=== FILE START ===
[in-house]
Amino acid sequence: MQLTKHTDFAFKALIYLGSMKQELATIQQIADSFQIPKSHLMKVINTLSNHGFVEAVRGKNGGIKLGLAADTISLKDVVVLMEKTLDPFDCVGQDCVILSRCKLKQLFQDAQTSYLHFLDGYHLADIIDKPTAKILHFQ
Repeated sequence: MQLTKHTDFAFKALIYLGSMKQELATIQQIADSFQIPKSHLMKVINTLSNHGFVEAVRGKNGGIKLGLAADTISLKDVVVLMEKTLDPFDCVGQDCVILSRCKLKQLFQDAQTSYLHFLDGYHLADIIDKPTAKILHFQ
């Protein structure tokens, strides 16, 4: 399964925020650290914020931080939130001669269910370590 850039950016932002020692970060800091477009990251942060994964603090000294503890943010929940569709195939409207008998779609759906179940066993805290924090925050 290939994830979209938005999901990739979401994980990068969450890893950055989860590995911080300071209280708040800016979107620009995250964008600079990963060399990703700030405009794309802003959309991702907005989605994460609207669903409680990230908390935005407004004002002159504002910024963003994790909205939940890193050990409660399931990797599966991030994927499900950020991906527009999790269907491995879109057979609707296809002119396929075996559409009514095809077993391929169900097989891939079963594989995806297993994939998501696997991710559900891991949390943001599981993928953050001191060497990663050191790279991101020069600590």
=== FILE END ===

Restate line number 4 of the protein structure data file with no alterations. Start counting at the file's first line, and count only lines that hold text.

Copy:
């Protein structure tokens, strides 16, 4: 399964925020650290914020931080939130001669269910370590 850039950016932002020692970060800091477009990251942060994964603090000294503890943010929940569709195939409207008998779609759906179940066993805290924090925050 290939994830979209938005999901990739979401994980990068969450890893950055989860590995911080300071209280708040800016979107620009995250964008600079990963060399990703700030405009794309802003959309991702907005989605994460609207669903409680990230908390935005407004004002002159504002910024963003994790909205939940890193050990409660399931990797599966991030994927499900950020991906527009999790269907491995879109057979609707296809002119396929075996559409009514095809077993391929169900097989891939079963594989995806297993994939998501696997991710559900891991949390943001599981993928953050001191060497990663050191790279991101020069600590």